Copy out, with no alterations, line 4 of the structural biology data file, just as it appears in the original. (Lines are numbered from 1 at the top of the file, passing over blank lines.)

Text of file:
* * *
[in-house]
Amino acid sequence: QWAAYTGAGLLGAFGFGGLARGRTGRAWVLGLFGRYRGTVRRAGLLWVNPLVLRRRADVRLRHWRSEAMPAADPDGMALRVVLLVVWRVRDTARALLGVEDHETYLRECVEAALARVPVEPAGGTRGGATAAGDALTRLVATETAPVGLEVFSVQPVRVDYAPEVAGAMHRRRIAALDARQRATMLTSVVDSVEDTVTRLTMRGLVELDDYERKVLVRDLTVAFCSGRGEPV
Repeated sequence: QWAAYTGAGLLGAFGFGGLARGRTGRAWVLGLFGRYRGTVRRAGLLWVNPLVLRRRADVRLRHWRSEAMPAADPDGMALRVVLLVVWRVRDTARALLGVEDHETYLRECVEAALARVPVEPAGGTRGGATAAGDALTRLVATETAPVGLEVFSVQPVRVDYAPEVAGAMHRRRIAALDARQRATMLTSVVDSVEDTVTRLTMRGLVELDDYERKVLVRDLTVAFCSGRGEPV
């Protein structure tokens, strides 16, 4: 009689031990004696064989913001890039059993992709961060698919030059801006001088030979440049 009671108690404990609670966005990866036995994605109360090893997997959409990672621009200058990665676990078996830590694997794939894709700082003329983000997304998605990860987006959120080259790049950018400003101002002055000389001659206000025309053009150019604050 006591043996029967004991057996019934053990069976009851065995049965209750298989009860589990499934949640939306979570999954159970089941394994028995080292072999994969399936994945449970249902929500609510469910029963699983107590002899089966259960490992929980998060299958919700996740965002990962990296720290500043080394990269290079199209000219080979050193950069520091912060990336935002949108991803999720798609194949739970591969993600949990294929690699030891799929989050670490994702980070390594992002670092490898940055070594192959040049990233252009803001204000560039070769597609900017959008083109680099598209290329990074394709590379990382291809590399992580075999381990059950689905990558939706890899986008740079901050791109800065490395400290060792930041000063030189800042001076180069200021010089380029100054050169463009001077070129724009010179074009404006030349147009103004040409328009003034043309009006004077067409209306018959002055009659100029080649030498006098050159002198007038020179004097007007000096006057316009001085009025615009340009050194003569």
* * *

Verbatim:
């Protein structure tokens, strides 16, 4: 009689031990004696064989913001890039059993992709961060698919030059801006001088030979440049 009671108690404990609670966005990866036995994605109360090893997997959409990672621009200058990665676990078996830590694997794939894709700082003329983000997304998605990860987006959120080259790049950018400003101002002055000389001659206000025309053009150019604050 006591043996029967004991057996019934053990069976009851065995049965209750298989009860589990499934949640939306979570999954159970089941394994028995080292072999994969399936994945449970249902929500609510469910029963699983107590002899089966259960490992929980998060299958919700996740965002990962990296720290500043080394990269290079199209000219080979050193950069520091912060990336935002949108991803999720798609194949739970591969993600949990294929690699030891799929989050670490994702980070390594992002670092490898940055070594192959040049990233252009803001204000560039070769597609900017959008083109680099598209290329990074394709590379990382291809590399992580075999381990059950689905990558939706890899986008740079901050791109800065490395400290060792930041000063030189800042001076180069200021010089380029100054050169463009001077070129724009010179074009404006030349147009103004040409328009003034043309009006004077067409209306018959002055009659100029080649030498006098050159002198007038020179004097007007000096006057316009001085009025615009340009050194003569």